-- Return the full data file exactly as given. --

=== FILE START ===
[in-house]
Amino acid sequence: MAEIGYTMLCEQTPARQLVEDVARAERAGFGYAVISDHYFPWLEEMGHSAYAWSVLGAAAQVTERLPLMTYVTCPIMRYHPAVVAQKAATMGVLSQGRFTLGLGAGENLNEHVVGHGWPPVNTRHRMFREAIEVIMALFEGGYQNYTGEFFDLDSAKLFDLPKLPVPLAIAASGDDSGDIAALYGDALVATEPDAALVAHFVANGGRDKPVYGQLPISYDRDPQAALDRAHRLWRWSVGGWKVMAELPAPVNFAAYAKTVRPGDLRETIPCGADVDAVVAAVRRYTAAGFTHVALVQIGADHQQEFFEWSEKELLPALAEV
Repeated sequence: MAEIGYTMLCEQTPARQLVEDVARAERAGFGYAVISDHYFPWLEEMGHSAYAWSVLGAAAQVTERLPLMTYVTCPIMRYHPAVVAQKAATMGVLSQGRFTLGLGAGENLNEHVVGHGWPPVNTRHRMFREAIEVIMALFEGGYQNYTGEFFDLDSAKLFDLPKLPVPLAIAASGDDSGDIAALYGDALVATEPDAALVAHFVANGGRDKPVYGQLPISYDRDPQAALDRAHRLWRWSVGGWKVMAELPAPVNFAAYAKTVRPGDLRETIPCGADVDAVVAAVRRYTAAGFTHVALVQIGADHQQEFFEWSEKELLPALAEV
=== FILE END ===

[in-house]
Amino acid sequence: MAEIGYTMLCEQTPARQLVEDVARAERAGFGYAVISDHYFPWLEEMGHSAYAWSVLGAAAQVTERLPLMTYVTCPIMRYHPAVVAQKAATMGVLSQGRFTLGLGAGENLNEHVVGHGWPPVNTRHRMFREAIEVIMALFEGGYQNYTGEFFDLDSAKLFDLPKLPVPLAIAASGDDSGDIAALYGDALVATEPDAALVAHFVANGGRDKPVYGQLPISYDRDPQAALDRAHRLWRWSVGGWKVMAELPAPVNFAAYAKTVRPGDLRETIPCGADVDAVVAAVRRYTAAGFTHVALVQIGADHQQEFFEWSEKELLPALAEV
Repeated sequence: MAEIGYTMLCEQTPARQLVEDVARAERAGFGYAVISDHYFPWLEEMGHSAYAWSVLGAAAQVTERLPLMTYVTCPIMRYHPAVVAQKAATMGVLSQGRFTLGLGAGENLNEHVVGHGWPPVNTRHRMFREAIEVIMALFEGGYQNYTGEFFDLDSAKLFDLPKLPVPLAIAASGDDSGDIAALYGDALVATEPDAALVAHFVANGGRDKPVYGQLPISYDRDPQAALDRAHRLWRWSVGGWKVMAELPAPVNFAAYAKTVRPGDLRETIPCGADVDAVVAAVRRYTAAGFTHVALVQIGADHQQEFFEWSEKELLPALAEV